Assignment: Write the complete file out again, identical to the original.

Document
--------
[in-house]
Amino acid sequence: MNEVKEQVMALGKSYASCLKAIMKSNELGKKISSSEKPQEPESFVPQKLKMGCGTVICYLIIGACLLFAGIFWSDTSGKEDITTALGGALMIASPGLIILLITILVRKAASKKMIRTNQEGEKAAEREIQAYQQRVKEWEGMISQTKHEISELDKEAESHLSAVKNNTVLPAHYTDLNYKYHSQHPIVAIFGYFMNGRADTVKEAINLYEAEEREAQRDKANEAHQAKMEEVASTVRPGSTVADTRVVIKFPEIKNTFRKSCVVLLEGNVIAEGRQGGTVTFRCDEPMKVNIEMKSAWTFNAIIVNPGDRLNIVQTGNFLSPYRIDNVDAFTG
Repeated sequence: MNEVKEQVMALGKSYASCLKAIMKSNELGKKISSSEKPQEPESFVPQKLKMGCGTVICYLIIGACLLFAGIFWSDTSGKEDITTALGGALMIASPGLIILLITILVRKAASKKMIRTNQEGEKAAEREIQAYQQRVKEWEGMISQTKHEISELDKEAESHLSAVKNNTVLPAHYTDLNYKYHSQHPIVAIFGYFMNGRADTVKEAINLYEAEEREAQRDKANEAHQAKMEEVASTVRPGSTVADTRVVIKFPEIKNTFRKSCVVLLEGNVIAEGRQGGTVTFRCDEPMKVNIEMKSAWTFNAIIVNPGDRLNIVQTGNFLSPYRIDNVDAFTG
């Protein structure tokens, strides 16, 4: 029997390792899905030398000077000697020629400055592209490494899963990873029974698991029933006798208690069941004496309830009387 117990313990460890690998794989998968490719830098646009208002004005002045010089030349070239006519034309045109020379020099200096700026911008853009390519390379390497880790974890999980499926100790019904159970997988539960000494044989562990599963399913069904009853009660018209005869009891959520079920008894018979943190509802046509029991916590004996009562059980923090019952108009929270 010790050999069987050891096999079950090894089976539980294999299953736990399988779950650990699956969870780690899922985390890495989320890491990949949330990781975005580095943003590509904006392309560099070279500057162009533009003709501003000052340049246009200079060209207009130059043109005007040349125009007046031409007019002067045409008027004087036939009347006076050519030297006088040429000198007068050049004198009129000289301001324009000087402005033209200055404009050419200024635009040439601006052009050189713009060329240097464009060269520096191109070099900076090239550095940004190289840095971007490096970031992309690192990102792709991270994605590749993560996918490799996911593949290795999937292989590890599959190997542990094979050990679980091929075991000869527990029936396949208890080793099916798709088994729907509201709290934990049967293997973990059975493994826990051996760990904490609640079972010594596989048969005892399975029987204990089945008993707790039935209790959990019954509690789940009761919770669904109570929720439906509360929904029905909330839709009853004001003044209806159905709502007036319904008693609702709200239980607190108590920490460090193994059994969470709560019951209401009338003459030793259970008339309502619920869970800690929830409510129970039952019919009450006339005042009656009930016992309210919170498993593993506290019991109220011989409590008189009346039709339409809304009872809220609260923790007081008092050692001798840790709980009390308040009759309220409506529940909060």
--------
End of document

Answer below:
[in-house]
Amino acid sequence: MNEVKEQVMALGKSYASCLKAIMKSNELGKKISSSEKPQEPESFVPQKLKMGCGTVICYLIIGACLLFAGIFWSDTSGKEDITTALGGALMIASPGLIILLITILVRKAASKKMIRTNQEGEKAAEREIQAYQQRVKEWEGMISQTKHEISELDKEAESHLSAVKNNTVLPAHYTDLNYKYHSQHPIVAIFGYFMNGRADTVKEAINLYEAEEREAQRDKANEAHQAKMEEVASTVRPGSTVADTRVVIKFPEIKNTFRKSCVVLLEGNVIAEGRQGGTVTFRCDEPMKVNIEMKSAWTFNAIIVNPGDRLNIVQTGNFLSPYRIDNVDAFTG
Repeated sequence: MNEVKEQVMALGKSYASCLKAIMKSNELGKKISSSEKPQEPESFVPQKLKMGCGTVICYLIIGACLLFAGIFWSDTSGKEDITTALGGALMIASPGLIILLITILVRKAASKKMIRTNQEGEKAAEREIQAYQQRVKEWEGMISQTKHEISELDKEAESHLSAVKNNTVLPAHYTDLNYKYHSQHPIVAIFGYFMNGRADTVKEAINLYEAEEREAQRDKANEAHQAKMEEVASTVRPGSTVADTRVVIKFPEIKNTFRKSCVVLLEGNVIAEGRQGGTVTFRCDEPMKVNIEMKSAWTFNAIIVNPGDRLNIVQTGNFLSPYRIDNVDAFTG
């Protein structure tokens, strides 16, 4: 029997390792899905030398000077000697020629400055592209490494899963990873029974698991029933006798208690069941004496309830009387 117990313990460890690998794989998968490719830098646009208002004005002045010089030349070239006519034309045109020379020099200096700026911008853009390519390379390497880790974890999980499926100790019904159970997988539960000494044989562990599963399913069904009853009660018209005869009891959520079920008894018979943190509802046509029991916590004996009562059980923090019952108009929270 010790050999069987050891096999079950090894089976539980294999299953736990399988779950650990699956969870780690899922985390890495989320890491990949949330990781975005580095943003590509904006392309560099070279500057162009533009003709501003000052340049246009200079060209207009130059043109005007040349125009007046031409007019002067045409008027004087036939009347006076050519030297006088040429000198007068050049004198009129000289301001324009000087402005033209200055404009050419200024635009040439601006052009050189713009060329240097464009060269520096191109070099900076090239550095940004190289840095971007490096970031992309690192990102792709991270994605590749993560996918490799996911593949290795999937292989590890599959190997542990094979050990679980091929075991000869527990029936396949208890080793099916798709088994729907509201709290934990049967293997973990059975493994826990051996760990904490609640079972010594596989048969005892399975029987204990089945008993707790039935209790959990019954509690789940009761919770669904109570929720439906509360929904029905909330839709009853004001003044209806159905709502007036319904008693609702709200239980607190108590920490460090193994059994969470709560019951209401009338003459030793259970008339309502619920869970800690929830409510129970039952019919009450006339005042009656009930016992309210919170498993593993506290019991109220011989409590008189009346039709339409809304009872809220609260923790007081008092050692001798840790709980009390308040009759309220409506529940909060």